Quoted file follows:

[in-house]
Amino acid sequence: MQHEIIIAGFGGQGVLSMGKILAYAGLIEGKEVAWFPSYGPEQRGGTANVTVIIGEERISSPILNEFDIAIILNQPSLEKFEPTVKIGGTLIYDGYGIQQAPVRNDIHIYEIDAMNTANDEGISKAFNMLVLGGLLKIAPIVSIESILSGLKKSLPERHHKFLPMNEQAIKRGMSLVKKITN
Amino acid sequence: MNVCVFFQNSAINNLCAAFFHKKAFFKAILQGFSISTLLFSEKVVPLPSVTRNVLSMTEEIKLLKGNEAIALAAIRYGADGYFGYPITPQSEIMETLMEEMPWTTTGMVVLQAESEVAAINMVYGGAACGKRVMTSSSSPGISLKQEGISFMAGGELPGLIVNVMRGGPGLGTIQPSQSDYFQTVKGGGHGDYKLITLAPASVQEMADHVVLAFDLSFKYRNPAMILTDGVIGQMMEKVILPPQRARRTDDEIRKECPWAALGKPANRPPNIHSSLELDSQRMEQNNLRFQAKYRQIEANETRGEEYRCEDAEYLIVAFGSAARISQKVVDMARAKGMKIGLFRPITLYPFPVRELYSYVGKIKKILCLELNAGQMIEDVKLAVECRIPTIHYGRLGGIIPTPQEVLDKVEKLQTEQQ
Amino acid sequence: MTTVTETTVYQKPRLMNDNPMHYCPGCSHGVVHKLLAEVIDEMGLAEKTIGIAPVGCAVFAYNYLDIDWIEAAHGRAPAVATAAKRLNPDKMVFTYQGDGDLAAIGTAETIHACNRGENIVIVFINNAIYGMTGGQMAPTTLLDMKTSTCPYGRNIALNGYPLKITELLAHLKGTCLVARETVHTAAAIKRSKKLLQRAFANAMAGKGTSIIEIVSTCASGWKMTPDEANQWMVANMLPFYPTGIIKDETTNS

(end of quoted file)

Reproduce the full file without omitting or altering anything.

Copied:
[in-house]
Amino acid sequence: MQHEIIIAGFGGQGVLSMGKILAYAGLIEGKEVAWFPSYGPEQRGGTANVTVIIGEERISSPILNEFDIAIILNQPSLEKFEPTVKIGGTLIYDGYGIQQAPVRNDIHIYEIDAMNTANDEGISKAFNMLVLGGLLKIAPIVSIESILSGLKKSLPERHHKFLPMNEQAIKRGMSLVKKITN
Amino acid sequence: MNVCVFFQNSAINNLCAAFFHKKAFFKAILQGFSISTLLFSEKVVPLPSVTRNVLSMTEEIKLLKGNEAIALAAIRYGADGYFGYPITPQSEIMETLMEEMPWTTTGMVVLQAESEVAAINMVYGGAACGKRVMTSSSSPGISLKQEGISFMAGGELPGLIVNVMRGGPGLGTIQPSQSDYFQTVKGGGHGDYKLITLAPASVQEMADHVVLAFDLSFKYRNPAMILTDGVIGQMMEKVILPPQRARRTDDEIRKECPWAALGKPANRPPNIHSSLELDSQRMEQNNLRFQAKYRQIEANETRGEEYRCEDAEYLIVAFGSAARISQKVVDMARAKGMKIGLFRPITLYPFPVRELYSYVGKIKKILCLELNAGQMIEDVKLAVECRIPTIHYGRLGGIIPTPQEVLDKVEKLQTEQQ
Amino acid sequence: MTTVTETTVYQKPRLMNDNPMHYCPGCSHGVVHKLLAEVIDEMGLAEKTIGIAPVGCAVFAYNYLDIDWIEAAHGRAPAVATAAKRLNPDKMVFTYQGDGDLAAIGTAETIHACNRGENIVIVFINNAIYGMTGGQMAPTTLLDMKTSTCPYGRNIALNGYPLKITELLAHLKGTCLVARETVHTAAAIKRSKKLLQRAFANAMAGKGTSIIEIVSTCASGWKMTPDEANQWMVANMLPFYPTGIIKDETTNS